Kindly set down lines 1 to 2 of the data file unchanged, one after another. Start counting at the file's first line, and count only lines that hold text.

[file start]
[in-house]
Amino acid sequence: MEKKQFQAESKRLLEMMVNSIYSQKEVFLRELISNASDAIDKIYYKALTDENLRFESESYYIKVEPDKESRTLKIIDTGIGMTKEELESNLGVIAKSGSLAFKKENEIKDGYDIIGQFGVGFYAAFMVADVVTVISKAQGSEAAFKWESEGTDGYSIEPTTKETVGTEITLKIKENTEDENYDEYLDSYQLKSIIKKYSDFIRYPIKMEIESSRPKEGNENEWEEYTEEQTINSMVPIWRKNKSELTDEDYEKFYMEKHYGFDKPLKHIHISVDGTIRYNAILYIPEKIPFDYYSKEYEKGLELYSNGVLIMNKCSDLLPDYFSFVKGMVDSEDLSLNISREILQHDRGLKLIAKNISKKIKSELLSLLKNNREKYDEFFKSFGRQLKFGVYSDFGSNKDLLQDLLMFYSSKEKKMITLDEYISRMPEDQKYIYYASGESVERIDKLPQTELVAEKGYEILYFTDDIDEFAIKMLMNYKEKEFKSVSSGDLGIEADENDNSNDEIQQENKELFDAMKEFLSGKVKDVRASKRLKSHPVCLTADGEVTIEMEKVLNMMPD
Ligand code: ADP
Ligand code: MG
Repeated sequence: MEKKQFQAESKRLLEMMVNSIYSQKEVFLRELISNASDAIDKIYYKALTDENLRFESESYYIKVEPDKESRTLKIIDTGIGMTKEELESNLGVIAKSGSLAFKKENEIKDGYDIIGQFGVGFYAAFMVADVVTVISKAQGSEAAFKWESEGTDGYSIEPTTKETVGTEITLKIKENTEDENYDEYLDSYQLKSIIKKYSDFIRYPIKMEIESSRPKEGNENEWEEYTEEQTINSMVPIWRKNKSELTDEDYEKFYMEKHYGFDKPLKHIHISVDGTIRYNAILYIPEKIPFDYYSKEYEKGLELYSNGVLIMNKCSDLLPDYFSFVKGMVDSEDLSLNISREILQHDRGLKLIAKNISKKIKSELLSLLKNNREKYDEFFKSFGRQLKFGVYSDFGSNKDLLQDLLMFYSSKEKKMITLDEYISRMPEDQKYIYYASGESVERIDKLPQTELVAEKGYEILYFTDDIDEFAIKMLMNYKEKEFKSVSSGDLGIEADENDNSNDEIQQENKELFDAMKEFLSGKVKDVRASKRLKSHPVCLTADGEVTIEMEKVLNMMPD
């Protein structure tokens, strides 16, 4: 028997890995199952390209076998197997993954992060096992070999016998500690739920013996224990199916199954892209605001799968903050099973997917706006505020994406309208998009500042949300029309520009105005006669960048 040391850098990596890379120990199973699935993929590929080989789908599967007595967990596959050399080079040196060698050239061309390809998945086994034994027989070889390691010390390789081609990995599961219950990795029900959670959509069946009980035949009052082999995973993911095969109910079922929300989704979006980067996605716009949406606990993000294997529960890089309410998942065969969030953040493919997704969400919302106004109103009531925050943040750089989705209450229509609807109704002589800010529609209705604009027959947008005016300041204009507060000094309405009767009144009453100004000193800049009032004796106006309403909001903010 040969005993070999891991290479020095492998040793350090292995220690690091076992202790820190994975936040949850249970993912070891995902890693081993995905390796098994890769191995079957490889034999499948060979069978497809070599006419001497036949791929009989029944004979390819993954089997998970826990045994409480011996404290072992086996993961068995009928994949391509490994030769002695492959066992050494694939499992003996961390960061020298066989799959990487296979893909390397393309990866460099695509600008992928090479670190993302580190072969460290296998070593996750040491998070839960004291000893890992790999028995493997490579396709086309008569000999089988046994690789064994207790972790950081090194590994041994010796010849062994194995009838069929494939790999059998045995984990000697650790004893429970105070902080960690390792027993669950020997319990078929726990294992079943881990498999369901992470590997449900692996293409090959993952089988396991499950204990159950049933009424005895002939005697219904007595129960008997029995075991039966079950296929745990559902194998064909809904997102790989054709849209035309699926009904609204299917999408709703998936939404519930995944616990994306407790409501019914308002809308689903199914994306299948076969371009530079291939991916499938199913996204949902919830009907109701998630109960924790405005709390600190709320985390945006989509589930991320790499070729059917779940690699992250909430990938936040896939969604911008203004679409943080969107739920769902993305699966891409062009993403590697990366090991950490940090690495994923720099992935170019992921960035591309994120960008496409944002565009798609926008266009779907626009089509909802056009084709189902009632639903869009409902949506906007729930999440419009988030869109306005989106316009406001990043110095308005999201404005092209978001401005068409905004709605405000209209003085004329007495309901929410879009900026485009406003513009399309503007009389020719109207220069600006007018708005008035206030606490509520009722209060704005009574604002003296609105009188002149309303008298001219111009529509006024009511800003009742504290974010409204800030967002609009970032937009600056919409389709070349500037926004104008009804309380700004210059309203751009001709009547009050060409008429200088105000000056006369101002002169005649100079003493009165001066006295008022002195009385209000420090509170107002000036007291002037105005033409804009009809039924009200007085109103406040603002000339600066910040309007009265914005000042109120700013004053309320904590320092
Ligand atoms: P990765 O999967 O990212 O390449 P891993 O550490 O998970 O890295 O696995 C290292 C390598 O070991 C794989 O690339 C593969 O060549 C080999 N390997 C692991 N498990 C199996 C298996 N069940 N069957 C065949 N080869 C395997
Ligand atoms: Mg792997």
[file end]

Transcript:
[in-house]
Amino acid sequence: MEKKQFQAESKRLLEMMVNSIYSQKEVFLRELISNASDAIDKIYYKALTDENLRFESESYYIKVEPDKESRTLKIIDTGIGMTKEELESNLGVIAKSGSLAFKKENEIKDGYDIIGQFGVGFYAAFMVADVVTVISKAQGSEAAFKWESEGTDGYSIEPTTKETVGTEITLKIKENTEDENYDEYLDSYQLKSIIKKYSDFIRYPIKMEIESSRPKEGNENEWEEYTEEQTINSMVPIWRKNKSELTDEDYEKFYMEKHYGFDKPLKHIHISVDGTIRYNAILYIPEKIPFDYYSKEYEKGLELYSNGVLIMNKCSDLLPDYFSFVKGMVDSEDLSLNISREILQHDRGLKLIAKNISKKIKSELLSLLKNNREKYDEFFKSFGRQLKFGVYSDFGSNKDLLQDLLMFYSSKEKKMITLDEYISRMPEDQKYIYYASGESVERIDKLPQTELVAEKGYEILYFTDDIDEFAIKMLMNYKEKEFKSVSSGDLGIEADENDNSNDEIQQENKELFDAMKEFLSGKVKDVRASKRLKSHPVCLTADGEVTIEMEKVLNMMPD